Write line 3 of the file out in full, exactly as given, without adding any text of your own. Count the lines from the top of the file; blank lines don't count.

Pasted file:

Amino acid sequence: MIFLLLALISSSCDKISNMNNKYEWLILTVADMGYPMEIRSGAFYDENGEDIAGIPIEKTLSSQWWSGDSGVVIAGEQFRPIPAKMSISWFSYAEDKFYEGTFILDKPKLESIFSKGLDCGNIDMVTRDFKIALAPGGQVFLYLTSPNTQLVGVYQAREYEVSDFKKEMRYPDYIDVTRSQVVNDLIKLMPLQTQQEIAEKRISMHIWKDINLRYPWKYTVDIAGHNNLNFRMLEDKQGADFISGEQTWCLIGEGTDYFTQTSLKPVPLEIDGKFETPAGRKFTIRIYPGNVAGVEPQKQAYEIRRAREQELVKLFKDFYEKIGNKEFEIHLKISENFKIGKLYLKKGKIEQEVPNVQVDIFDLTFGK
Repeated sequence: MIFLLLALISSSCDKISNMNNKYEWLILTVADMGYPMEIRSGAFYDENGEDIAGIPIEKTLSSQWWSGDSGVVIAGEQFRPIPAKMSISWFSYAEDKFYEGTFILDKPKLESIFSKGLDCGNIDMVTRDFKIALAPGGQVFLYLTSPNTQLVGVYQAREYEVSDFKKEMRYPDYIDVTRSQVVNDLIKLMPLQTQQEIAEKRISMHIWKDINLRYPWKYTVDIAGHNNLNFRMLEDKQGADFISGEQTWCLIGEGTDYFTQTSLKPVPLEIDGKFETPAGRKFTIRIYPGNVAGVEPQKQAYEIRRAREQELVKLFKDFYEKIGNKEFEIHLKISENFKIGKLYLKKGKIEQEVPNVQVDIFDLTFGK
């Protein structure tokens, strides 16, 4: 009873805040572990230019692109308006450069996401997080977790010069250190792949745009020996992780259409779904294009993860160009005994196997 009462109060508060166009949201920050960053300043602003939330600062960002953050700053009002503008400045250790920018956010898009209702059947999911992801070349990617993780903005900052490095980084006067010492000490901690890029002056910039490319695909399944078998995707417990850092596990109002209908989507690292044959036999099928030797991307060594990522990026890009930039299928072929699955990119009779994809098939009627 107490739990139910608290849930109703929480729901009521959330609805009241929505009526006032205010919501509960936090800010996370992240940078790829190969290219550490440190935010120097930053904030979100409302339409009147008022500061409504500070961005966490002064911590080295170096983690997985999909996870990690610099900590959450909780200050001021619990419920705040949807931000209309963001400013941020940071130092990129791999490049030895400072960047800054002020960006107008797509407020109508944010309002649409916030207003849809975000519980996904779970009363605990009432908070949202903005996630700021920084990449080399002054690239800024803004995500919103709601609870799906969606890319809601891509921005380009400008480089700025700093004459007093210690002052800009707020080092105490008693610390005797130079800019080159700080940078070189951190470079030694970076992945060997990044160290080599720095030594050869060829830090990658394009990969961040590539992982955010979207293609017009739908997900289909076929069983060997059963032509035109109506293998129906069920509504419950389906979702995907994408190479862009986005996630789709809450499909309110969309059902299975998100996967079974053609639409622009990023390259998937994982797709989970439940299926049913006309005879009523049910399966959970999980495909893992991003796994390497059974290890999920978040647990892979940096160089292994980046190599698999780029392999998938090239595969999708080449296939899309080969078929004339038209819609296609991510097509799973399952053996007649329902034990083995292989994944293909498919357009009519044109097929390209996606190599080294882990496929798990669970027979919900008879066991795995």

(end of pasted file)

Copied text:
């Protein structure tokens, strides 16, 4: 009873805040572990230019692109308006450069996401997080977790010069250190792949745009020996992780259409779904294009993860160009005994196997 009462109060508060166009949201920050960053300043602003939330600062960002953050700053009002503008400045250790920018956010898009209702059947999911992801070349990617993780903005900052490095980084006067010492000490901690890029002056910039490319695909399944078998995707417990850092596990109002209908989507690292044959036999099928030797991307060594990522990026890009930039299928072929699955990119009779994809098939009627 107490739990139910608290849930109703929480729901009521959330609805009241929505009526006032205010919501509960936090800010996370992240940078790829190969290219550490440190935010120097930053904030979100409302339409009147008022500061409504500070961005966490002064911590080295170096983690997985999909996870990690610099900590959450909780200050001021619990419920705040949807931000209309963001400013941020940071130092990129791999490049030895400072960047800054002020960006107008797509407020109508944010309002649409916030207003849809975000519980996904779970009363605990009432908070949202903005996630700021920084990449080399002054690239800024803004995500919103709601609870799906969606890319809601891509921005380009400008480089700025700093004459007093210690002052800009707020080092105490008693610390005797130079800019080159700080940078070189951190470079030694970076992945060997990044160290080599720095030594050869060829830090990658394009990969961040590539992982955010979207293609017009739908997900289909076929069983060997059963032509035109109506293998129906069920509504419950389906979702995907994408190479862009986005996630789709809450499909309110969309059902299975998100996967079974053609639409622009990023390259998937994982797709989970439940299926049913006309005879009523049910399966959970999980495909893992991003796994390497059974290890999920978040647990892979940096160089292994980046190599698999780029392999998938090239595969999708080449296939899309080969078929004339038209819609296609991510097509799973399952053996007649329902034990083995292989994944293909498919357009009519044109097929390209996606190599080294882990496929798990669970027979919900008879066991795995």